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Young surfers to visit remote islands

Several young surfers are embarking today on the trip of a lifetime to the most remote archipelago in the world, thanks to the tireless work of a local man.

Bruce Hopping and a gaggle of teenagers will depart for Tahiti and later the Marquesas Islands 850 miles to the northeast, which some say are the former home of cannibals. They will be abroad until April 15.

Hopping’s one-man Kalos Kagathos Foundation has been operating for more than 50 years. It sends kids on cultural exchange trips, provides grants for documentaries and athletic research, and commissions public art and specialized trophies.

The foundation’s motto, “Physical Distinction … Nobility of Mind,” is exemplified by Hopping, who swims daily in the ocean and is a common sight around town and in civic meetings.

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Born in Saigon to diplomat parents, Hopping served in World War II, where he once became separated from his ship during a typhoon and spent 34 days drifting near the Philippines.

Despite the incident, he still remains enamored of the ocean, and has taken groups of surfers to Costa Rica, New Zealand and Tahiti, among other locations.

The Marquesans have arranged banquets, school visits, temple visits and a sword ceremony for the youth surfers.

The islands are famous for being the place where Herman Melville wrote of being treated as a king by the natives, only to find that he was being fattened up for a feast.

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“They like American meat,” joked Jess Johnston, a Kalos Kagathos trip veteran. “It’s nice and sugary and tender.”

Johnston participated in a 2001 trip to Tahiti and is happy to return this year as team manager for the youth. But he doesn’t take his duties lightly.

“I just want to give kids what I got,” he said.

The kids and their parents gathered Monday night to discuss last-minute logistical and financial concerns, such as how to protect cash, preventing bug bites and the ever-present need to arrange carpools.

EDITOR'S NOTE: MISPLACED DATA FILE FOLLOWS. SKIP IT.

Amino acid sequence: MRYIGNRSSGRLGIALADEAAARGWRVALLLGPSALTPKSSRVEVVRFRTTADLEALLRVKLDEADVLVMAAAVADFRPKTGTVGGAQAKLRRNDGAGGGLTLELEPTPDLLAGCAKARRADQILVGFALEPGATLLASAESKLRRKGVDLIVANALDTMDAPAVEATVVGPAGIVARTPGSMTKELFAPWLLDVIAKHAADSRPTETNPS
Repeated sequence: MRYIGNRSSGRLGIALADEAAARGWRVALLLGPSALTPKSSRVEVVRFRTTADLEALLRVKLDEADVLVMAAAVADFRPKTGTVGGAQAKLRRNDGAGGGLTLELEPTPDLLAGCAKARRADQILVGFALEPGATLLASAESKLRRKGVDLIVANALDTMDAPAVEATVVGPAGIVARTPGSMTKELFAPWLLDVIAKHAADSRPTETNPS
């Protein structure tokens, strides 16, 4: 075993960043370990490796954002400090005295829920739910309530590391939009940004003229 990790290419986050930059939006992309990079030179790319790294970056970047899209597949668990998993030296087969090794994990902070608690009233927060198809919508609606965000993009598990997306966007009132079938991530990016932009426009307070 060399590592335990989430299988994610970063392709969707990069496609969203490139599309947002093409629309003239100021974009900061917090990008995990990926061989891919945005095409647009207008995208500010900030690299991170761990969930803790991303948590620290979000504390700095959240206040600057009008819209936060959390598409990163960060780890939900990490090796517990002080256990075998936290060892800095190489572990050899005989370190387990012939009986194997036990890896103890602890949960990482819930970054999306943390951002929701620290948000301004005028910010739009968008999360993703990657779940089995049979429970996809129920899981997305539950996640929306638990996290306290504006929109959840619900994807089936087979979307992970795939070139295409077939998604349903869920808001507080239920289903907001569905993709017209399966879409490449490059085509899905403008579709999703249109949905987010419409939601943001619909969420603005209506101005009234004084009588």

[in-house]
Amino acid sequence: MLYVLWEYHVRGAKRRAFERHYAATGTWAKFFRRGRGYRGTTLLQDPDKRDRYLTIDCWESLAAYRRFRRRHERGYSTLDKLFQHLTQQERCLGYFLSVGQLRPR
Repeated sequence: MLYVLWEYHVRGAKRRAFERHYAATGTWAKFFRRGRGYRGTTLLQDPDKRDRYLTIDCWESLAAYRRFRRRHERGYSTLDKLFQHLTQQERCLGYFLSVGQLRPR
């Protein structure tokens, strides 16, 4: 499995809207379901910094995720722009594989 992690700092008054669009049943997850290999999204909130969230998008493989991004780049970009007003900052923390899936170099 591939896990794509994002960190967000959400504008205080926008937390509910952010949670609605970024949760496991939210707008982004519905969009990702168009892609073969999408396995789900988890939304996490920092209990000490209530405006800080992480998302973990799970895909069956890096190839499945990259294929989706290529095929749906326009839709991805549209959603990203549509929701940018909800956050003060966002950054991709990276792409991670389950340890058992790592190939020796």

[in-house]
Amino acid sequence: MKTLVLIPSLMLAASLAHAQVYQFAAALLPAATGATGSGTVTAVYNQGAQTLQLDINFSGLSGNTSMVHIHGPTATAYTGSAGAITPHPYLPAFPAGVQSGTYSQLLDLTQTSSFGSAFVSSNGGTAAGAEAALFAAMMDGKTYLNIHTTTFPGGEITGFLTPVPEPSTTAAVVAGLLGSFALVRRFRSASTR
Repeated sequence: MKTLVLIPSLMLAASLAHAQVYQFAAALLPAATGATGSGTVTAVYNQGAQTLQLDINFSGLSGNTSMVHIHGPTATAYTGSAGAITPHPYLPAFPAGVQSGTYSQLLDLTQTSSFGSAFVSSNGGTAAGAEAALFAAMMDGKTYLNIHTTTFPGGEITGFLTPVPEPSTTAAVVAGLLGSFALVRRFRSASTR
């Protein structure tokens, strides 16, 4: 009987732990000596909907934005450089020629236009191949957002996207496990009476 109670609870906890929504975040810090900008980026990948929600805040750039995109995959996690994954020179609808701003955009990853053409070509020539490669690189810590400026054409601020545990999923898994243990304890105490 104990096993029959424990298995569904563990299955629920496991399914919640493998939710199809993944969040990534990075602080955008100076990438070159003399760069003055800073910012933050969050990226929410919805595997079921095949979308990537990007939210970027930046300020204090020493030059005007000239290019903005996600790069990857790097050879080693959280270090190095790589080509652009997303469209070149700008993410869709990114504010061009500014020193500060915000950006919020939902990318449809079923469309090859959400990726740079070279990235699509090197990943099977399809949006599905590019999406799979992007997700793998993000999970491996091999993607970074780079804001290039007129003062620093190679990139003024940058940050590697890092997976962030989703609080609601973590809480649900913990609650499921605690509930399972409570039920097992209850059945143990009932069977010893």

The possibility of a $150 surcharge per surfboard per flight (many kids are planning on bringing more than one) had moms and kids swooning, but it wasn’t enough to stop anyone from attending.

The youth will stay with host families, where they will be expected to live as part of the family unit and learn about life in the host country. The islands had no telephones until about 20 years ago.

Jack London, Robert Louis Stephenson and Paul Gauguin were also drawn by the strange combination of natural beauty and native prowess, and most recently, a season of TV’s “Survivor” was filmed on the remote island.

Kids will return with a souvenir or artifact from their trip, which will be raffled off as part of their fundraising activity during a screening of a documentary the kids will produce.

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“Much of our documentary will be based on the experiences that we’ll be imprinted with,” Hopping said. “It’s very important to show that we have more in our minds than going on spring break.”

Of course, much of it will show kids surfing and laughing.

In addition to the standard “hold harmless” forms, the kids are required to sign a form saying that they understand all of the implications in being a “youth ambassador,” including eating what’s served at meals, using phrases in the local language and not smoking, or using alcohol or drugs.

The exchange will be reciprocated, so those who extended hospitality to the Lagunans will be accommodated and made welcome in Laguna Beach in the future.

“I’m convinced that this is going to be a spectacular exchange,” Hopping said.


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